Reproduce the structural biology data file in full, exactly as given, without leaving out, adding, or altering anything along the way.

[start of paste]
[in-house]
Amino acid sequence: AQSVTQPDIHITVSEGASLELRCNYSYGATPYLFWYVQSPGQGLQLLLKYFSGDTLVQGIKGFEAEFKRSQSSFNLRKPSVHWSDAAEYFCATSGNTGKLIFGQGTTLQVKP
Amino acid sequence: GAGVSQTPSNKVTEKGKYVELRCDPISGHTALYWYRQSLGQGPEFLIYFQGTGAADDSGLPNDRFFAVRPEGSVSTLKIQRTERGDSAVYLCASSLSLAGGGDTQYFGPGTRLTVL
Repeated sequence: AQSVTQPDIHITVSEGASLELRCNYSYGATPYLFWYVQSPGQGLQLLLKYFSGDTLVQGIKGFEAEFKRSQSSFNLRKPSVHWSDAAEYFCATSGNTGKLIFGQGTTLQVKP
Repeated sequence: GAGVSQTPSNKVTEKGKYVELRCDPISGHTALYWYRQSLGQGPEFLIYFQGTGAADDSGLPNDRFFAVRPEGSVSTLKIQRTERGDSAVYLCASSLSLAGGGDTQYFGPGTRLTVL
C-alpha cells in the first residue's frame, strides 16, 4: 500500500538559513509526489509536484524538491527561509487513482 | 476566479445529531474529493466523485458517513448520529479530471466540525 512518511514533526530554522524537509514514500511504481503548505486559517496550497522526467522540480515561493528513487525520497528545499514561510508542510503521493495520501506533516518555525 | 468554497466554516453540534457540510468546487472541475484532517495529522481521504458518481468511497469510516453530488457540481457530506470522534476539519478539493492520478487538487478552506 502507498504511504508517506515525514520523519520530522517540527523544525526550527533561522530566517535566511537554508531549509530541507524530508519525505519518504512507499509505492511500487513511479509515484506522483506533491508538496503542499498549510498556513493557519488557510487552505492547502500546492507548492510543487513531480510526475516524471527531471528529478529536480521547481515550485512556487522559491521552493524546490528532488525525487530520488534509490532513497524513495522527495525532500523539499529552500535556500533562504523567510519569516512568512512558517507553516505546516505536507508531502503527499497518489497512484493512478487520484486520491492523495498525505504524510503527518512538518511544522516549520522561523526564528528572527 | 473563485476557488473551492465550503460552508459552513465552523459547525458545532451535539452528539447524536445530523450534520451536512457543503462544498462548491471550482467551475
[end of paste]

[in-house]
Amino acid sequence: AQSVTQPDIHITVSEGASLELRCNYSYGATPYLFWYVQSPGQGLQLLLKYFSGDTLVQGIKGFEAEFKRSQSSFNLRKPSVHWSDAAEYFCATSGNTGKLIFGQGTTLQVKP
Amino acid sequence: GAGVSQTPSNKVTEKGKYVELRCDPISGHTALYWYRQSLGQGPEFLIYFQGTGAADDSGLPNDRFFAVRPEGSVSTLKIQRTERGDSAVYLCASSLSLAGGGDTQYFGPGTRLTVL
Repeated sequence: AQSVTQPDIHITVSEGASLELRCNYSYGATPYLFWYVQSPGQGLQLLLKYFSGDTLVQGIKGFEAEFKRSQSSFNLRKPSVHWSDAAEYFCATSGNTGKLIFGQGTTLQVKP
Repeated sequence: GAGVSQTPSNKVTEKGKYVELRCDPISGHTALYWYRQSLGQGPEFLIYFQGTGAADDSGLPNDRFFAVRPEGSVSTLKIQRTERGDSAVYLCASSLSLAGGGDTQYFGPGTRLTVL
C-alpha cells in the first residue's frame, strides 16, 4: 500500500538559513509526489509536484524538491527561509487513482 | 476566479445529531474529493466523485458517513448520529479530471466540525 512518511514533526530554522524537509514514500511504481503548505486559517496550497522526467522540480515561493528513487525520497528545499514561510508542510503521493495520501506533516518555525 | 468554497466554516453540534457540510468546487472541475484532517495529522481521504458518481468511497469510516453530488457540481457530506470522534476539519478539493492520478487538487478552506 502507498504511504508517506515525514520523519520530522517540527523544525526550527533561522530566517535566511537554508531549509530541507524530508519525505519518504512507499509505492511500487513511479509515484506522483506533491508538496503542499498549510498556513493557519488557510487552505492547502500546492507548492510543487513531480510526475516524471527531471528529478529536480521547481515550485512556487522559491521552493524546490528532488525525487530520488534509490532513497524513495522527495525532500523539499529552500535556500533562504523567510519569516512568512512558517507553516505546516505536507508531502503527499497518489497512484493512478487520484486520491492523495498525505504524510503527518512538518511544522516549520522561523526564528528572527 | 473563485476557488473551492465550503460552508459552513465552523459547525458545532451535539452528539447524536445530523450534520451536512457543503462544498462548491471550482467551475